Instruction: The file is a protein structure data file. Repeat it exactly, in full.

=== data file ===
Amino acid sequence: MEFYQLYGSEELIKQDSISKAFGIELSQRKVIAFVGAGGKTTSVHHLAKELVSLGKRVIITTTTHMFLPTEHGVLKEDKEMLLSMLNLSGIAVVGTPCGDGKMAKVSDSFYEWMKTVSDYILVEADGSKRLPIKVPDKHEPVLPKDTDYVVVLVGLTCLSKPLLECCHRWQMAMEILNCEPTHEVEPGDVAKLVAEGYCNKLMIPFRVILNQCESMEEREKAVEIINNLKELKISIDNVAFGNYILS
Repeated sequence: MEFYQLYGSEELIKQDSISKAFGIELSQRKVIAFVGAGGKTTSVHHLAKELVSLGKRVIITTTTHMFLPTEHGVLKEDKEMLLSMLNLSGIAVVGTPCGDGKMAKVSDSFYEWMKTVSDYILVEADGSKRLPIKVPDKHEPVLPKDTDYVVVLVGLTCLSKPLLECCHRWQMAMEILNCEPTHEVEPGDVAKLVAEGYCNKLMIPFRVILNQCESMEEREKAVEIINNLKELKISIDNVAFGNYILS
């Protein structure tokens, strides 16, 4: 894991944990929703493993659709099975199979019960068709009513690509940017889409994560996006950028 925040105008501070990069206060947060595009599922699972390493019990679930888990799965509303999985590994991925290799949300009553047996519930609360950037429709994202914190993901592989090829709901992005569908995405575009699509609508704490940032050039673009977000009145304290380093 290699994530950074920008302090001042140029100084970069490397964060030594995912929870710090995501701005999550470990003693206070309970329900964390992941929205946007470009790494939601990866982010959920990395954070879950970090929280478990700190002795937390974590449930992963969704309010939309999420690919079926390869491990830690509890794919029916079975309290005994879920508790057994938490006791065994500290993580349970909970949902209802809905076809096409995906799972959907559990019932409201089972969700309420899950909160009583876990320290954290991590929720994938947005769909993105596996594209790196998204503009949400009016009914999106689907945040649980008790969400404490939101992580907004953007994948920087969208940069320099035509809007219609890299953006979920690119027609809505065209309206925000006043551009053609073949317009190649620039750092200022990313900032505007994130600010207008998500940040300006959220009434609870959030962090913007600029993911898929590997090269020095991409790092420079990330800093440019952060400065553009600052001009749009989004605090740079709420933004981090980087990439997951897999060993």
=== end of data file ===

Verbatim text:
Amino acid sequence: MEFYQLYGSEELIKQDSISKAFGIELSQRKVIAFVGAGGKTTSVHHLAKELVSLGKRVIITTTTHMFLPTEHGVLKEDKEMLLSMLNLSGIAVVGTPCGDGKMAKVSDSFYEWMKTVSDYILVEADGSKRLPIKVPDKHEPVLPKDTDYVVVLVGLTCLSKPLLECCHRWQMAMEILNCEPTHEVEPGDVAKLVAEGYCNKLMIPFRVILNQCESMEEREKAVEIINNLKELKISIDNVAFGNYILS
Repeated sequence: MEFYQLYGSEELIKQDSISKAFGIELSQRKVIAFVGAGGKTTSVHHLAKELVSLGKRVIITTTTHMFLPTEHGVLKEDKEMLLSMLNLSGIAVVGTPCGDGKMAKVSDSFYEWMKTVSDYILVEADGSKRLPIKVPDKHEPVLPKDTDYVVVLVGLTCLSKPLLECCHRWQMAMEILNCEPTHEVEPGDVAKLVAEGYCNKLMIPFRVILNQCESMEEREKAVEIINNLKELKISIDNVAFGNYILS
């Protein structure tokens, strides 16, 4: 894991944990929703493993659709099975199979019960068709009513690509940017889409994560996006950028 925040105008501070990069206060947060595009599922699972390493019990679930888990799965509303999985590994991925290799949300009553047996519930609360950037429709994202914190993901592989090829709901992005569908995405575009699509609508704490940032050039673009977000009145304290380093 290699994530950074920008302090001042140029100084970069490397964060030594995912929870710090995501701005999550470990003693206070309970329900964390992941929205946007470009790494939601990866982010959920990395954070879950970090929280478990700190002795937390974590449930992963969704309010939309999420690919079926390869491990830690509890794919029916079975309290005994879920508790057994938490006791065994500290993580349970909970949902209802809905076809096409995906799972959907559990019932409201089972969700309420899950909160009583876990320290954290991590929720994938947005769909993105596996594209790196998204503009949400009016009914999106689907945040649980008790969400404490939101992580907004953007994948920087969208940069320099035509809007219609890299953006979920690119027609809505065209309206925000006043551009053609073949317009190649620039750092200022990313900032505007994130600010207008998500940040300006959220009434609870959030962090913007600029993911898929590997090269020095991409790092420079990330800093440019952060400065553009600052001009749009989004605090740079709420933004981090980087990439997951897999060993």